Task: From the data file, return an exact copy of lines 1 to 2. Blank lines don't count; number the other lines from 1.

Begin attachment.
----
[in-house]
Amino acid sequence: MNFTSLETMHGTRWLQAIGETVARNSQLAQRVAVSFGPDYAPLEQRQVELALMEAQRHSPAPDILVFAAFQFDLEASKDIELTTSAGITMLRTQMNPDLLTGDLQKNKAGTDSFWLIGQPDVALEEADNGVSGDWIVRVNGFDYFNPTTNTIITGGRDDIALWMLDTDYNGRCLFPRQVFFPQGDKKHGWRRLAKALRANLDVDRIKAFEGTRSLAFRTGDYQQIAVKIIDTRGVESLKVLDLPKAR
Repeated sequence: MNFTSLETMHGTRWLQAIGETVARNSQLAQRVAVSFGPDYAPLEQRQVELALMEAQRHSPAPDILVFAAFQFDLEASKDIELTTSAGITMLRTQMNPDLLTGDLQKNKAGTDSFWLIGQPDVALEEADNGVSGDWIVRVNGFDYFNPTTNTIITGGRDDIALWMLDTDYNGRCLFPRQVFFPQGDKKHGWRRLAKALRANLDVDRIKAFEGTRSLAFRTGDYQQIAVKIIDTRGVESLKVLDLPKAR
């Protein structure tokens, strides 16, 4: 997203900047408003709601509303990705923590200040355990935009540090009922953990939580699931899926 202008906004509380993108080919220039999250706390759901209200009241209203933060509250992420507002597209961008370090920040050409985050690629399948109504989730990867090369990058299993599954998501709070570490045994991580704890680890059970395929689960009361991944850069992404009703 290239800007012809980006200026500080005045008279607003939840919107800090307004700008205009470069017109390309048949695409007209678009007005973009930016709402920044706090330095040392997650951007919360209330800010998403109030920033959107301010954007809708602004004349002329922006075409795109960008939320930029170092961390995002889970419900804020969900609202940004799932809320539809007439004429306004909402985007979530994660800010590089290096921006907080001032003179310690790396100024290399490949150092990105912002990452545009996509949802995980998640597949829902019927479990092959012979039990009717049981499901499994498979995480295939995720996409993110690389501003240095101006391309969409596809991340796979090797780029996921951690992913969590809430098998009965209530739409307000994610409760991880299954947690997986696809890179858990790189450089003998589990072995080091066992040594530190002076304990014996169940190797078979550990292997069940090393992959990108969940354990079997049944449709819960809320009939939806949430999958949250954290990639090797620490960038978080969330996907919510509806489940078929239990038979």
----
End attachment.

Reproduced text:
[in-house]
Amino acid sequence: MNFTSLETMHGTRWLQAIGETVARNSQLAQRVAVSFGPDYAPLEQRQVELALMEAQRHSPAPDILVFAAFQFDLEASKDIELTTSAGITMLRTQMNPDLLTGDLQKNKAGTDSFWLIGQPDVALEEADNGVSGDWIVRVNGFDYFNPTTNTIITGGRDDIALWMLDTDYNGRCLFPRQVFFPQGDKKHGWRRLAKALRANLDVDRIKAFEGTRSLAFRTGDYQQIAVKIIDTRGVESLKVLDLPKAR